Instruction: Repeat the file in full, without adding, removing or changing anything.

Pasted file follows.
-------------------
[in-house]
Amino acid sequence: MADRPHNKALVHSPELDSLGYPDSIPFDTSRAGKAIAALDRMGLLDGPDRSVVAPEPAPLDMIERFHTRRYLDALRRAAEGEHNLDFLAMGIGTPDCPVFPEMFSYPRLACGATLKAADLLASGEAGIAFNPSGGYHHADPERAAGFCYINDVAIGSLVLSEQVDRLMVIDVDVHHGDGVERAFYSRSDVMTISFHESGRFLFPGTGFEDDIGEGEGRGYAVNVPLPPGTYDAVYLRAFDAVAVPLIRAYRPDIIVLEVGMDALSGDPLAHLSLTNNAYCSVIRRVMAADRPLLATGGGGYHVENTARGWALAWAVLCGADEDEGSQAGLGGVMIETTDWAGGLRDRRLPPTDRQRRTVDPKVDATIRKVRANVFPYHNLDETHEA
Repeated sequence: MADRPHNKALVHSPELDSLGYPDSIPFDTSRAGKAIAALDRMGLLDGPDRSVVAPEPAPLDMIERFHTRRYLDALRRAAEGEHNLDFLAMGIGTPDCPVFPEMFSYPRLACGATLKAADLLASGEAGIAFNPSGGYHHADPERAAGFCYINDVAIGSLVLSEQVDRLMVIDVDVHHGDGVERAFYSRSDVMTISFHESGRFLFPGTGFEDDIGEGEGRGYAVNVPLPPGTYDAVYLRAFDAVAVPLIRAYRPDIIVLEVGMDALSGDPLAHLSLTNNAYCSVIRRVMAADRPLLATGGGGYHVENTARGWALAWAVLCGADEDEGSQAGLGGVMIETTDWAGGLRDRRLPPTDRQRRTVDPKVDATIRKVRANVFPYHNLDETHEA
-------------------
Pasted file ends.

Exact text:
[in-house]
Amino acid sequence: MADRPHNKALVHSPELDSLGYPDSIPFDTSRAGKAIAALDRMGLLDGPDRSVVAPEPAPLDMIERFHTRRYLDALRRAAEGEHNLDFLAMGIGTPDCPVFPEMFSYPRLACGATLKAADLLASGEAGIAFNPSGGYHHADPERAAGFCYINDVAIGSLVLSEQVDRLMVIDVDVHHGDGVERAFYSRSDVMTISFHESGRFLFPGTGFEDDIGEGEGRGYAVNVPLPPGTYDAVYLRAFDAVAVPLIRAYRPDIIVLEVGMDALSGDPLAHLSLTNNAYCSVIRRVMAADRPLLATGGGGYHVENTARGWALAWAVLCGADEDEGSQAGLGGVMIETTDWAGGLRDRRLPPTDRQRRTVDPKVDATIRKVRANVFPYHNLDETHEA
Repeated sequence: MADRPHNKALVHSPELDSLGYPDSIPFDTSRAGKAIAALDRMGLLDGPDRSVVAPEPAPLDMIERFHTRRYLDALRRAAEGEHNLDFLAMGIGTPDCPVFPEMFSYPRLACGATLKAADLLASGEAGIAFNPSGGYHHADPERAAGFCYINDVAIGSLVLSEQVDRLMVIDVDVHHGDGVERAFYSRSDVMTISFHESGRFLFPGTGFEDDIGEGEGRGYAVNVPLPPGTYDAVYLRAFDAVAVPLIRAYRPDIIVLEVGMDALSGDPLAHLSLTNNAYCSVIRRVMAADRPLLATGGGGYHVENTARGWALAWAVLCGADEDEGSQAGLGGVMIETTDWAGGLRDRRLPPTDRQRRTVDPKVDATIRKVRANVFPYHNLDETHEA